Flake & Co. drew $5.2 million on the $7.2 million line of credit to fund the tower's negative cash flow. Federal regulators notified Flake late last year that they could no longer draw on the line of credit, which was the lynchpin required by the Texas Teachers Retirement System before advancing its loan to the partnership.

Flake has been trying to put the tower's finances in order by raising its occupancy to 80 percent, while scurrying around to find replacement financing for the letter of credit. But the current environment for real estate financing is tougher than it was when the building was first financed.

There is an indication, however, that Flake & Co. may ask the retirement system to remove its requirement that the partnership maintain a line of credit. Perrone says his agency would consider such a request and may waive the requirement.

While tower partners are in technical default because they lost the line of credit, according to terms of the original financing agreement, and the building's vacancy rate is significant, Perrone says he is not alarmed because they have not yet missed a loan payment.

THE TCBY PROJECT is much larger than the approximately $50 million average for the 60-plus buildings financed by the retirement system, which has a $2.3 billion real estate portfolio and a 10 percent average annual rate of return. The system has only had four foreclosures totaling $230 million, and expects to get back all its money from three of the failed projects, Perrone says.

The cost of financing the TCBY Tower is 10 percent in interest and 45 percent of any profits, which have been non-existent so far.

The building's developers had been offered a 13 percent interest accompanied by a 25 percent participation. But they were able to negotiate a lower interest in exchange for a greater share in the profits, which according to projections, would have yielded the retirement system more than the 3 percent difference in interest, Perrone says.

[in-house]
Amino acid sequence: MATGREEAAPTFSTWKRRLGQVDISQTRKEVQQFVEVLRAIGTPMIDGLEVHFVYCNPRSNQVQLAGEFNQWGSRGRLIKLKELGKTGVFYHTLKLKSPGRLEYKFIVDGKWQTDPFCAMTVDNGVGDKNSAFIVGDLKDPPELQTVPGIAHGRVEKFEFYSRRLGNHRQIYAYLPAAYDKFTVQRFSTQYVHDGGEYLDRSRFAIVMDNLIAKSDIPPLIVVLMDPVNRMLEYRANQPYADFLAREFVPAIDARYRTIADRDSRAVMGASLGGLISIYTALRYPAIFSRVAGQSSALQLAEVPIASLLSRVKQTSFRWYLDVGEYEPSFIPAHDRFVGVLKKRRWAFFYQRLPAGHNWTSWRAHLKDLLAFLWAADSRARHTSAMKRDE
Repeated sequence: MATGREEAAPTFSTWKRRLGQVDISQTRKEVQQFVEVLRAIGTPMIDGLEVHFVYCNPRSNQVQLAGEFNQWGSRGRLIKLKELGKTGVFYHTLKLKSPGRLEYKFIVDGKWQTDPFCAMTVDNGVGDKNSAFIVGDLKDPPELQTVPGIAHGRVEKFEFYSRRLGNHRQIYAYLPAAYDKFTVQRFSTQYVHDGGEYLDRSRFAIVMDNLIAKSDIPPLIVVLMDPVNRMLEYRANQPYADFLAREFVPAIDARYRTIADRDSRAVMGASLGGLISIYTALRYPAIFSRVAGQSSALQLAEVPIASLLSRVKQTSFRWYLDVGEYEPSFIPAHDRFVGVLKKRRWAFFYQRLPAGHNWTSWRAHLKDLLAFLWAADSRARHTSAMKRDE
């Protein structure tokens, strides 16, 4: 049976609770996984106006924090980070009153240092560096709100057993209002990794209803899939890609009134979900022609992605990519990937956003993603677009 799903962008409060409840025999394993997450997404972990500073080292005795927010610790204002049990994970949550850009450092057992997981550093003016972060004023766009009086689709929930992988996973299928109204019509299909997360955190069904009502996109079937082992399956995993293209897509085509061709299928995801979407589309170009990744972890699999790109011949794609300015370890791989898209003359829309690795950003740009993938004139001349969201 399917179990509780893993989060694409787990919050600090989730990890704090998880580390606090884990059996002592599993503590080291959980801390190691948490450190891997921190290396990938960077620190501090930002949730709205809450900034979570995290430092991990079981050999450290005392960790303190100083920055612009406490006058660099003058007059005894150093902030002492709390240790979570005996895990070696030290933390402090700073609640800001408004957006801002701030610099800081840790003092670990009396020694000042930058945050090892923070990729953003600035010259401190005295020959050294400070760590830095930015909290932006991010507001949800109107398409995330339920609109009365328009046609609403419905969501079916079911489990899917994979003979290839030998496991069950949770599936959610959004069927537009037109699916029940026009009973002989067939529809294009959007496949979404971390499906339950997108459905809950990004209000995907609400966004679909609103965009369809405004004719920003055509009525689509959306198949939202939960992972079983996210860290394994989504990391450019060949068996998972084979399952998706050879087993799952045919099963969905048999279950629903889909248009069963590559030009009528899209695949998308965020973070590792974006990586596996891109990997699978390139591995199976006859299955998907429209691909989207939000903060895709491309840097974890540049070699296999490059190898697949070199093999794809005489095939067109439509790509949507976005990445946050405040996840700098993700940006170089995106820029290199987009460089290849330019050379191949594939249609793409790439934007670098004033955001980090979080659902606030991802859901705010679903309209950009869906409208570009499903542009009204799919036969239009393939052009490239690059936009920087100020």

While the developers are required to pay interest, they do not have an obligation to pay a participation in profits if the project remains in the red, Perrone says.

"It hasn't achieved pro forma or predicted results, but it's not falling on its face," he says.

His agency closely monitors the project, and its only concerns come from rumors circulating about tower owners' ability to make their payments. "The owner doesn't show any obvious signs of distress," Perrone says.

Given the current soft office real estate market in Little Rock, Perrone says he recognizes that tower owners have to take certain steps to get tenants into their building.

After a bidding war with its previous landlord at the First Commercial Bank building, Kremer & Associates Ltd. is scheduled to move into about 3,000 SF at the TCBY Tower next month.

The accounting firm's new lease, which runs for three years without an escalation clause, calls for payment of $10.25/SF and finish-out costs of $42,500 to be paid by the building owners, says William Kremer, president of the company.